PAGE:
3] And in those things which concern the spoken, outward Word, we must firmly hold that God grants His Spirit or grace to no one, except through or with the preceding outward Word, in order that we may [thus] be protected against the enthusiasts, i.e., spirits who boast that they have the Spirit without and before the Word, and accordingly judge Scripture or the spoken Word, and explain and stretch it at their pleasure, as Muenzer did, and many still do at the present day, who wish to be acute judges between the Spirit and the letter, and yet know not what they say or declare. 4] For [indeed] the Papacy also is nothing but sheer enthusiasm, by which the Pope boasts that all rights exist in the shrine of his heart, and whatever he decides and commands with [in] his church is spirit and right, even though it is above and contrary to Scripture and the spoken Word.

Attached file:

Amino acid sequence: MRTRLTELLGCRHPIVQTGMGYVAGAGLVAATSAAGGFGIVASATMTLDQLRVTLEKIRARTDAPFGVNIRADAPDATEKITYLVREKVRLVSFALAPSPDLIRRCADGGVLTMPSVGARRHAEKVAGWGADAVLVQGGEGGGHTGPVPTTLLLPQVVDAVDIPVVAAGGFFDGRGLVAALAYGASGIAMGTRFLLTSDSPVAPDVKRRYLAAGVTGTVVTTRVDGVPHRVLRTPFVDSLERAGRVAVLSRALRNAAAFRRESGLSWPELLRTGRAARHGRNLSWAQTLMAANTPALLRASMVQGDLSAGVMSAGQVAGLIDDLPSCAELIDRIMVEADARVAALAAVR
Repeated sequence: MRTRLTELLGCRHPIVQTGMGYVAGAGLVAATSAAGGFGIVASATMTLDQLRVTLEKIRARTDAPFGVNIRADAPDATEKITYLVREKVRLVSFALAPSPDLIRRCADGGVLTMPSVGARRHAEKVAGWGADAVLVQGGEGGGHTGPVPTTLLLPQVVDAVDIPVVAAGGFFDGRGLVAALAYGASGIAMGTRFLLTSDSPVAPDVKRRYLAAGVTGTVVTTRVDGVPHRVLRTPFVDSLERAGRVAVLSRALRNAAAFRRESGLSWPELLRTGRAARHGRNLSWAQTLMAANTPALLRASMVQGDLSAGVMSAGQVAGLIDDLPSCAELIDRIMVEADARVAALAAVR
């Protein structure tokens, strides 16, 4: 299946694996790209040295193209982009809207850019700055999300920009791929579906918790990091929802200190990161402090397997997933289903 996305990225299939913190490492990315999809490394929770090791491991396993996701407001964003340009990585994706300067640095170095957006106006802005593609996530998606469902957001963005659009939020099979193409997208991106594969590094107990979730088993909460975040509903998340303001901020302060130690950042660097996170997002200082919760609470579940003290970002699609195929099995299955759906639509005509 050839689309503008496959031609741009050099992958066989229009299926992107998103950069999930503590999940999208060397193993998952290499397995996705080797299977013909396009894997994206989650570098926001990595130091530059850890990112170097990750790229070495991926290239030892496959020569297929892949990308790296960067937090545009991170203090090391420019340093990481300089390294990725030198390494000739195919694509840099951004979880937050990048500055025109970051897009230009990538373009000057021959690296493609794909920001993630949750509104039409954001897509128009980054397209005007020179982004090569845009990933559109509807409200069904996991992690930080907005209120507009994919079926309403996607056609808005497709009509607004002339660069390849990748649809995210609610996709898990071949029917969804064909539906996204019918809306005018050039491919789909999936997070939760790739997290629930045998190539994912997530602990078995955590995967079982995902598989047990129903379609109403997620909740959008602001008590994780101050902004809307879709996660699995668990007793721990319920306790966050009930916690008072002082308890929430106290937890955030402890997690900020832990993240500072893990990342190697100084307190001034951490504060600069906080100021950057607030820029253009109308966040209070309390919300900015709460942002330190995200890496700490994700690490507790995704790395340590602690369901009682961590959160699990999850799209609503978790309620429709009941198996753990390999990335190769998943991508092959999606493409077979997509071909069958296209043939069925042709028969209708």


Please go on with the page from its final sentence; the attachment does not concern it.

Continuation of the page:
5] All this is the old devil and old serpent, who also converted Adam and Eve into enthusiasts, and led them from the outward Word of God to spiritualizing and self-conceit, and nevertheless he accomplished this through other outward words. 6] Just as also our enthusiasts [at the present day] condemn the outward Word, and nevertheless they themselves are not silent, but they fill the world with their pratings and writings, as though, indeed, the Spirit could not come through the writings and spoken word of the apostles, but [first] through their writings and words he must come. Why [then] do not they also omit their own sermons and writings, until the Spirit Himself come to men, without their writings and before them, as they boast that He has come into them without the preaching of the Scriptures? But of these matters there is not time now to dispute at greater length; we have elsewhere sufficiently urged this subject.